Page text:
9 Best Sights in Barstow, The Mojave Desert

Calico Ghost Town

Fodor's choice

This former silver-mining boomtown was founded in 1881, and, within a few years, it had 500 mines and 22 saloons. Its reconstruction in 1951 by Walter Knott of Knott’s Berry Farm makes it more about G-rated family entertainment than the town’s gritty past, but that doesn’t detract from the fun of panning for (fool’s) gold, touring the original tunnels of Maggie Mine, or taking a leisurely ride on the Calico Odessa Railroad. Of the 33 structures, five are original buildings, such as the impressive Lane’s General Store. The town's setting among the stark beauty of the Calico Hills can make a stroll along its once-bustling Main Street downright peaceful. Camping, cabins, and a bunkhouse are all available for overnight stays. 

Goldstone Deep Space Communications Complex

Fodor's choice

Friendly and enthusiastic staffers conduct guided tours of this 53-square-mile complex at Fort Irwin Military Base, 35 miles north of Barstow. Tours start at the Goldstone Museum, where exhibits detail past and present space missions and Deep Space Network history. From there, you'll drive out to see the massive concave antennas, starting with those used for early manned space flights and culminating with the 24-story-tall "listening" device. This is one of only three complexes in the world that make up the Deep Space Network, tracking and communicating with spacecraft throughout our solar system. One-month advanced reservations are required for this 2½-hour driving tour (in your own vehicle); contact the complex to reserve a slot. The NASA Goldstone Deep Space Visitor Center at the Harvey House in Barstow offers a glimpse of what's in store.

Afton Canyon

Because of its colorful, steep walls, Afton Canyon is often called the Grand Canyon of the Mojave. It was carved over thousands of years by the rushing waters of the Mojave River, which makes one of its few aboveground appearances here. The dirt road that leads to the canyon is ungraded in spots, so it is best to explore it in an all-terrain vehicle. There are 22 primitive campsites available on a first-come, first-served basis.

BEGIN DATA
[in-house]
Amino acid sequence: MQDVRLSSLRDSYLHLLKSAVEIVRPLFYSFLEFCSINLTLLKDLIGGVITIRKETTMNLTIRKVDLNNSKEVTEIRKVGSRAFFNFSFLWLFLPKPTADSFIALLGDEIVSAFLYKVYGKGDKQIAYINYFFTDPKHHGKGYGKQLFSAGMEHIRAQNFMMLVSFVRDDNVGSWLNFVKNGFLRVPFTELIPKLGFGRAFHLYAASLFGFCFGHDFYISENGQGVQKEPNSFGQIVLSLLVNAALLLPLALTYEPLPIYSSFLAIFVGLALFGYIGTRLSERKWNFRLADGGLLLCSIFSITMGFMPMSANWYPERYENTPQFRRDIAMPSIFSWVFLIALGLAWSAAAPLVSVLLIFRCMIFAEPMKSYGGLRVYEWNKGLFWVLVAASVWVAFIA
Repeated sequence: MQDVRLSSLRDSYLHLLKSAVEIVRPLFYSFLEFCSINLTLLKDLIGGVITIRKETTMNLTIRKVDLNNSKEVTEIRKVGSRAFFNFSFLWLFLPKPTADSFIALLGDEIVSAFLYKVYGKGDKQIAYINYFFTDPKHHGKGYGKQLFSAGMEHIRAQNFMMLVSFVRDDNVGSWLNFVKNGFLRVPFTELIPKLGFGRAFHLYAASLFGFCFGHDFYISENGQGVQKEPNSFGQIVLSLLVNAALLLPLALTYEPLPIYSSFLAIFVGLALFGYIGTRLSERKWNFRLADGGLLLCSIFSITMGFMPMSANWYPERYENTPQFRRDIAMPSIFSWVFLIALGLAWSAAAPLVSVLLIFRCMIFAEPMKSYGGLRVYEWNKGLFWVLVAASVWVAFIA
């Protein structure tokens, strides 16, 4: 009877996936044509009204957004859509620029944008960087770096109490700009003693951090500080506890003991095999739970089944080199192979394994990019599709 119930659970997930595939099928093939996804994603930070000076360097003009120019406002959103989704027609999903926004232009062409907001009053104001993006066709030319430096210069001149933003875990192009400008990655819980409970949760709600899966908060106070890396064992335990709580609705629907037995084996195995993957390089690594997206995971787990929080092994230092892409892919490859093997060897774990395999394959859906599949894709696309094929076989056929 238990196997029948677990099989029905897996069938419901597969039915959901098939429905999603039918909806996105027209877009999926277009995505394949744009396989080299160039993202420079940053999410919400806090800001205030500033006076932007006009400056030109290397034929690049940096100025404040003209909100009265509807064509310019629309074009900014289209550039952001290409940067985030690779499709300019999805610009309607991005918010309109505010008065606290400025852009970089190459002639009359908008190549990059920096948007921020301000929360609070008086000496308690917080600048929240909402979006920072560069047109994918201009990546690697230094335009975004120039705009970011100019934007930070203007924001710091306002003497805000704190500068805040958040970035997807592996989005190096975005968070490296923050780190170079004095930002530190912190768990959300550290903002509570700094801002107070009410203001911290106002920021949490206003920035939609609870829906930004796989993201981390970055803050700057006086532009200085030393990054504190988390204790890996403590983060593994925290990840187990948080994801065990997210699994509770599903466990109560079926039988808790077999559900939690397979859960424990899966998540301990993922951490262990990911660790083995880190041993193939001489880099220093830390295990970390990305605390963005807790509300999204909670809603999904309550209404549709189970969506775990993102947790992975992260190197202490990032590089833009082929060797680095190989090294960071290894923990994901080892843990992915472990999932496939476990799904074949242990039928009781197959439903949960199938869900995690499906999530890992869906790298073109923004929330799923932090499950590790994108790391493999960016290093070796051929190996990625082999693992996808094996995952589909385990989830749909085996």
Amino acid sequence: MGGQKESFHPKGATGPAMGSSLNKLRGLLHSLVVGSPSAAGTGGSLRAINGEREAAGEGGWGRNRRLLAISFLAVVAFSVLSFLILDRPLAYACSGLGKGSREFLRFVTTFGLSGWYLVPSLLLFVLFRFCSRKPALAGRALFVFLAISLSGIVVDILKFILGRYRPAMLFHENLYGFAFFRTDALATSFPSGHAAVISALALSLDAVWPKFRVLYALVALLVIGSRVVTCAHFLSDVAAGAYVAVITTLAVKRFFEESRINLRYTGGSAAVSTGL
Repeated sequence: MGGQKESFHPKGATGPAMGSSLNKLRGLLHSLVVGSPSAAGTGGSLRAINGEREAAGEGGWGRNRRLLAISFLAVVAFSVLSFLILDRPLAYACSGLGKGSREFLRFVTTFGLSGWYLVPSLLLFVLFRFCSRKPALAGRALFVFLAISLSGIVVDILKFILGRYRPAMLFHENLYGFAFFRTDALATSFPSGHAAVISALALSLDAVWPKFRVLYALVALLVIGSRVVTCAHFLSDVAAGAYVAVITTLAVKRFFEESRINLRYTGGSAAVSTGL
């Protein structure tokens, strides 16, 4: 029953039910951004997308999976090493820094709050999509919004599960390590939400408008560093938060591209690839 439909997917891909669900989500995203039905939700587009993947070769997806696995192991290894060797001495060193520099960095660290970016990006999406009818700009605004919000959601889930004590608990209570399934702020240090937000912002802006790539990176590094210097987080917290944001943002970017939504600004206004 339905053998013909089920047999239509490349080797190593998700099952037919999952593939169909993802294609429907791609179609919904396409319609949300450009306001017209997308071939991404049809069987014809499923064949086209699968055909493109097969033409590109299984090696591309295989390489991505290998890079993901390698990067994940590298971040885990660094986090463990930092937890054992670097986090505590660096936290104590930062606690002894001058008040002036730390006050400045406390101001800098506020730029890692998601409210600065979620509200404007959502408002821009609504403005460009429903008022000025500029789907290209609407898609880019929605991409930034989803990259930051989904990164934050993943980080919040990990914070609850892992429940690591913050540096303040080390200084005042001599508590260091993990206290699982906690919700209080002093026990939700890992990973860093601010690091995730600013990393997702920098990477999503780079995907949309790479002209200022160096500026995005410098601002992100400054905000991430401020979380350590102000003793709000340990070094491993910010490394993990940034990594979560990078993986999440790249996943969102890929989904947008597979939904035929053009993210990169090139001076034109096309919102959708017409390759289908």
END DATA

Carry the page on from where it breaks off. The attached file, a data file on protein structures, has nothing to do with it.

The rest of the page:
Recommended Fodor's Video

Casa Del Desierto Harvey House

This historic train depot was built around 1911 (the first 1885 structure was destroyed by fire) and was one of the original Harvey Houses, providing dining and lodging for rail passengers. Waitresses at the depots were popularized in movies such as The Harvey Girls with Judy Garland. It now houses offices and three museums: the Western American Railroad, Route 66 Mother Road, and the NASA Goldstone Deep Space Visitor Center, but you can still walk along the porticos of the impressive Spanish Renaissance Classical building, or stroll into the restored lobby to see the original staircase, terrazzo floor, and copper chandeliers.

Main Street Murals

More than two dozen hand-painted murals in downtown Barstow depict the town's history, from prehistoric times and early explorers to pioneer caravans, mining eras, and Route 66. Self-guided walking tour maps are available at the Barstow Chamber of Commerce or on the Main Street Mural website. 

Mojave River Valley Museum

Considered "Barstow's attic," this museum has a floor-to-ceiling collection that highlights local history, both quirky and conventional. Items on display include Ice Age fossils such as a giant mammoth tusk dug up in 2006, Native American artifacts, 19th-century handmade quilts, and exhibits on early settlers. Entrance is free, and there’s a little gift shop with a nice collection of more than 500 books about the area.  The story about Possum Trot and its population of folk-art dolls is not to be missed.

Rainbow Basin Natural Area

Many science-fiction movies set on Mars have been filmed in this area 8 miles north of Barstow. Huge slabs of red, orange, white, and green stone tilt at crazy angles like ships about to capsize, and traces of ancient beasts such as mastodons and bear-dogs, which roamed the basin up to 16 million years ago, have been discovered in its fossil beds. The dirt road around the basin is narrow and bumpy so vehicles with higher clearance are recommended. Rain can quickly turn the road to mud so, at times, only four-wheel-drive vehicles are permitted. Owl Canyon has 22 primitive campsites.

Skyline Drive-In Theatre

Check out a bit of surviving Americana at this dusty drive-in, where you can watch the latest Hollywood flicks among the Joshua trees and starry night sky. Keep in mind the old-time speakers are no more; sound is tuned in via car radio.

Western America Railroad Museum

You can almost hear the murmur of passengers and rhythmic, metal-on-metal clatter as you stroll past the old cabooses, railcars, and engines, such as Sante Fe Number 95, that are on display outside the historic Barstow station housing this museum. Inside, the memorabilia includes a train simulator, rail equipment, a model railroad, items from the depot’s Harvey House days, and period dining-car china from railways around the country.